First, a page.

Training Industry Magazine - March/April 2018 - 11
SCIENCE OF LEARNING
SRINI PILLAY, M.D.
TO NAVIGATE CHANGE
Although change is part of the natural
evolution of organizations, it creates
chaos or psychological tension in the
brain called cognitive dissonance. If
you peered into the brain while this was
happening, you would see its conflict
detector actively engaged - a sign that
it is letting go of the past to proceed in a
new and unknown direction.
Leading change essentially implies that
your brain will have to lead the conflict
detectors in the brains of all employees.
It is a little like being a conductor
of an orchestra, where the goal is
harmony, with a constant threat of
absolute cacophony. As you engage the
audience, a few brain-based principles
would help you extract the music from
BOOST BRAIN REWARD FOR CHANGE
Involve all stakeholders in the choice.
We often like what we choose, whether
it's better for us or not. And we reject
things that we can't have, even if we
want them. This bias is called choiceinduced preference change (CIPC).
For example, in a recent study,
participants were asked to walk across a
campus quadrangle wearing a costume
reminiscent of Carmen Miranda.
Another group of people were asked to
push themselves uphill on a skateboard.
When participants felt like they made a
choice as opposed to being told to do
something, they felt that people around
them were less hostile, and the slope
When we are part of a choice, such as the
direction of a new strategy, or shifting
budgets for innovation, we assign a
higher value to that choice compared to
when we are not part of that choice. Brain
regions that assign value communicate
this to other regions that will facilitate
ACTIVATE THE BRAIN'S RECALL
Remind people that they are part of
a choice. CIPC works with one caveat:
you have to remember that you made
a choice. You may have passively
answered a survey and forgotten that
you communicated a preference. If that
happened, CIPC does not occur. A recent
study found that CIPC occurs only when
the brain's episodic memory processor
(the hippocampus) is activated. So even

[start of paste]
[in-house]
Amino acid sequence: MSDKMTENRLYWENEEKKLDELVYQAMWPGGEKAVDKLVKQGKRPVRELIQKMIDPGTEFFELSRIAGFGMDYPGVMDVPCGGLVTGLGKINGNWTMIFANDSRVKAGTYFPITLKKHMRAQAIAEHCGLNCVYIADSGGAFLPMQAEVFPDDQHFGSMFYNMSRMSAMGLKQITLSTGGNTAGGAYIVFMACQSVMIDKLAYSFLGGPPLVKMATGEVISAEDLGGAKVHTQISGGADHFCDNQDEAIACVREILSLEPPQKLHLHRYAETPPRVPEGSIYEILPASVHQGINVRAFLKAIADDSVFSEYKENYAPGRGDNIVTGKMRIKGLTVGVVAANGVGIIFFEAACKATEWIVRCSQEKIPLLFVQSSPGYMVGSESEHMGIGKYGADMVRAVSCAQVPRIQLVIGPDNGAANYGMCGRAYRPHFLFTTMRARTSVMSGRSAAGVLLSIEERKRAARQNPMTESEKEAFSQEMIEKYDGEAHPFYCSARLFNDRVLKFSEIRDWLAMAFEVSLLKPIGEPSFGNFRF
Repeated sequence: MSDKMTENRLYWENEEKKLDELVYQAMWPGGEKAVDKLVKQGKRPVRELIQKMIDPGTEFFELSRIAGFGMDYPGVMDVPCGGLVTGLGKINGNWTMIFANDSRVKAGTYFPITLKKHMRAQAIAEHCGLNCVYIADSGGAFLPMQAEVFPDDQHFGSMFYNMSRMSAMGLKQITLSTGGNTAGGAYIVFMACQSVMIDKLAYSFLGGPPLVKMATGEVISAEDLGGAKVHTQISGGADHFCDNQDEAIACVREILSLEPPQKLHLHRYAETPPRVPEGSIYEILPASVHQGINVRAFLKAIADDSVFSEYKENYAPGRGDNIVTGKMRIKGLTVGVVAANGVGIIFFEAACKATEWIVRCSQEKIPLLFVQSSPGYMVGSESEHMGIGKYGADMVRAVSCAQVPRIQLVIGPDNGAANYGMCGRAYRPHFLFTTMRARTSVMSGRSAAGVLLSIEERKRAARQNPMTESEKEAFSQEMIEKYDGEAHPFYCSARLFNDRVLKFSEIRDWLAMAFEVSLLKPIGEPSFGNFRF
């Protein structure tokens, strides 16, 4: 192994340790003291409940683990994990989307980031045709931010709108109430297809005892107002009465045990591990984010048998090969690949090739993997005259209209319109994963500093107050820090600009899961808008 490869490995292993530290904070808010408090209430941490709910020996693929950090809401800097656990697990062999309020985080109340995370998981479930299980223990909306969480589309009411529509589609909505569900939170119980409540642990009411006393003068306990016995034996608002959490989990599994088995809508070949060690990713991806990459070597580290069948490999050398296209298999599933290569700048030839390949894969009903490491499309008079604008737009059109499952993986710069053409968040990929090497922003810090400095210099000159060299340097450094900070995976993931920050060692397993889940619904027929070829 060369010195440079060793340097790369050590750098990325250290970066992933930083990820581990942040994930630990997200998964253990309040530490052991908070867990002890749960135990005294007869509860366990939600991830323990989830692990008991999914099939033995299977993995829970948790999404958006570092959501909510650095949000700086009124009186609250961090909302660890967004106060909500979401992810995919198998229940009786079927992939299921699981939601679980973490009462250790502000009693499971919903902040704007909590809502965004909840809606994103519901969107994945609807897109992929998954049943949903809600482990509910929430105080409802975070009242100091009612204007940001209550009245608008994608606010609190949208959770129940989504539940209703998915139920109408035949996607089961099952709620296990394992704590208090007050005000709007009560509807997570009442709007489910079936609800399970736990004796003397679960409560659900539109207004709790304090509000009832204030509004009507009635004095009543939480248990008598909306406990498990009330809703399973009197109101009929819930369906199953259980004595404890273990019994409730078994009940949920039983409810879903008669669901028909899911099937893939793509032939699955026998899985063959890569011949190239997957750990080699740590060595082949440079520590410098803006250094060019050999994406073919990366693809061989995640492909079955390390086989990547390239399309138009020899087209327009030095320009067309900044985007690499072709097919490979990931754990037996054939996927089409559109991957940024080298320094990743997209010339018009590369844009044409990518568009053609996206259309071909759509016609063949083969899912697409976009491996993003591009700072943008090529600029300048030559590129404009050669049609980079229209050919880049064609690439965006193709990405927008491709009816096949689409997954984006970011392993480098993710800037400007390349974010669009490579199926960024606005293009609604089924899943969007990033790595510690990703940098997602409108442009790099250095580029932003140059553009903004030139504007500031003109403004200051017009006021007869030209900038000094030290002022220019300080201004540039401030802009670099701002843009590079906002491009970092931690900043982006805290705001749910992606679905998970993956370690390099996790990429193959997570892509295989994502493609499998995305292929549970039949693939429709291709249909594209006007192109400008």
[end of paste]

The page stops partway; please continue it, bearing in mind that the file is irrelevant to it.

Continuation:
if you think that people have been part
of a change decision, reiterate this to
them. It will help decrease the resistance
CIPC is a form of rationalization, and the
brain's rationalization regions are indeed
very active during this process. Also,
they are activated almost immediately
after the choice, so they powerfully
determine the success of proceeding in
the new direction.
ACTIVATE THE BRAIN'S AWARENESS
OF THE NEED FOR CHANGE
Ask people to assess the magnitude of
significance of the new direction. The
left frontal cortex is a key brain region
that must activate to keep pursuing new
directions. And you can turn this region
on by spelling out why the new direction
is better than the old one. On its own,
the change may be undesirable, but
compared to the alternatives, its value
may be more obvious.
Also, this region is turned on when you
feel more self-control. But beware of the
consequences of too much self-control.
It will deplete your brain's energy stores.
If you truly want people to change,
build "un-focus" time into the company
culture. Change takes energy, and you
have to manage brain energy well if
you want people to feel energized by
IS LIKE BEING A
When asking people to participate in an
organizational change, help them rewire
their brains. Make them authentically
feel like they contributed to the choice.
Remind them that they did, and help
them see why the new direction is
better. Throughout this process, help
them manage their brain energy well.
When they do, they will be motivated to
bear the chaos and tension that comes
Dr. Srini Pillay is the CEO of NeuroBusiness
Group. He is also assistant professor (parttime) at Harvard Medical School and
teaches in the executive education programs
at Harvard Business School and Duke CE.
T R A I N I N G I N DUSTR Y MA GAZ INE - LEAD THE CHANGE 20 18 I WWW. T RAININGINDU S T RY . C OM/ MAGAZ I NE
Table of Contents for the Digital Edition of Training Industry Magazine - March/April 2018